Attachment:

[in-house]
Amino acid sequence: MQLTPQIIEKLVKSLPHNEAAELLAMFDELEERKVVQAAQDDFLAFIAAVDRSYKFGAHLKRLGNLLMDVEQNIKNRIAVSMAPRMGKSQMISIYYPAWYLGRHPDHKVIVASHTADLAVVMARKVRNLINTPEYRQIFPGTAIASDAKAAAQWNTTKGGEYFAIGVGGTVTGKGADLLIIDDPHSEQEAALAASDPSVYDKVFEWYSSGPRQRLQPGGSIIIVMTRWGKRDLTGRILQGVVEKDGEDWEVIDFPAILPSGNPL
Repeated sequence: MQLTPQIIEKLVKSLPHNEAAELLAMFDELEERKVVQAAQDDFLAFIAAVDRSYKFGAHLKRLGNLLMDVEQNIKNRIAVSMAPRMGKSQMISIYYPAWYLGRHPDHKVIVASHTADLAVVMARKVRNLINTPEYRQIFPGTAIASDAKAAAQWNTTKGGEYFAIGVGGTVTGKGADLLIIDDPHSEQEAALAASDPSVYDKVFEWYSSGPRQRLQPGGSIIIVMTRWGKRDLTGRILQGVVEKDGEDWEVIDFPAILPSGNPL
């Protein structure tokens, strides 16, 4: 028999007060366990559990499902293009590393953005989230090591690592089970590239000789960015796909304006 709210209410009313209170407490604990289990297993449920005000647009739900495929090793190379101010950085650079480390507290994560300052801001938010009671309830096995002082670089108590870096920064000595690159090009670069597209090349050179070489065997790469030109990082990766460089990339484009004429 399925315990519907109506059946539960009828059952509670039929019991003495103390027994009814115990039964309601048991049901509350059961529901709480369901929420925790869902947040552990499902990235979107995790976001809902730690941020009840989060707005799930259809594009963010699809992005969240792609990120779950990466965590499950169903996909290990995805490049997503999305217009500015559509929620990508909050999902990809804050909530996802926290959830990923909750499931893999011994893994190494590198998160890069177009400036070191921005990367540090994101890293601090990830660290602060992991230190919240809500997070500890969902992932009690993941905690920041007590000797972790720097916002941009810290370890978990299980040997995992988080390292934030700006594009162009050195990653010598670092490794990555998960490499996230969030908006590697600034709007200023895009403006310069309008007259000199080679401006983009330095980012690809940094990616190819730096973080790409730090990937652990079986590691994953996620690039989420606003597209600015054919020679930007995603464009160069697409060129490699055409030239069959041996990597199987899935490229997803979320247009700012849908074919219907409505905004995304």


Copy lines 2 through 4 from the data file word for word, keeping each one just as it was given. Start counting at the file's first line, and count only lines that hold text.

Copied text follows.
Amino acid sequence: MQLTPQIIEKLVKSLPHNEAAELLAMFDELEERKVVQAAQDDFLAFIAAVDRSYKFGAHLKRLGNLLMDVEQNIKNRIAVSMAPRMGKSQMISIYYPAWYLGRHPDHKVIVASHTADLAVVMARKVRNLINTPEYRQIFPGTAIASDAKAAAQWNTTKGGEYFAIGVGGTVTGKGADLLIIDDPHSEQEAALAASDPSVYDKVFEWYSSGPRQRLQPGGSIIIVMTRWGKRDLTGRILQGVVEKDGEDWEVIDFPAILPSGNPL
Repeated sequence: MQLTPQIIEKLVKSLPHNEAAELLAMFDELEERKVVQAAQDDFLAFIAAVDRSYKFGAHLKRLGNLLMDVEQNIKNRIAVSMAPRMGKSQMISIYYPAWYLGRHPDHKVIVASHTADLAVVMARKVRNLINTPEYRQIFPGTAIASDAKAAAQWNTTKGGEYFAIGVGGTVTGKGADLLIIDDPHSEQEAALAASDPSVYDKVFEWYSSGPRQRLQPGGSIIIVMTRWGKRDLTGRILQGVVEKDGEDWEVIDFPAILPSGNPL
């Protein structure tokens, strides 16, 4: 028999007060366990559990499902293009590393953005989230090591690592089970590239000789960015796909304006 709210209410009313209170407490604990289990297993449920005000647009739900495929090793190379101010950085650079480390507290994560300052801001938010009671309830096995002082670089108590870096920064000595690159090009670069597209090349050179070489065997790469030109990082990766460089990339484009004429 399925315990519907109506059946539960009828059952509670039929019991003495103390027994009814115990039964309601048991049901509350059961529901709480369901929420925790869902947040552990499902990235979107995790976001809902730690941020009840989060707005799930259809594009963010699809992005969240792609990120779950990466965590499950169903996909290990995805490049997503999305217009500015559509929620990508909050999902990809804050909530996802926290959830990923909750499931893999011994893994190494590198998160890069177009400036070191921005990367540090994101890293601090990830660290602060992991230190919240809500997070500890969902992932009690993941905690920041007590000797972790720097916002941009810290370890978990299980040997995992988080390292934030700006594009162009050195990653010598670092490794990555998960490499996230969030908006590697600034709007200023895009403006310069309008007259000199080679401006983009330095980012690809940094990616190819730096973080790409730090990937652990079986590691994953996620690039989420606003597209600015054919020679930007995603464009160069697409060129490699055409030239069959041996990597199987899935490229997803979320247009700012849908074919219907409505905004995304």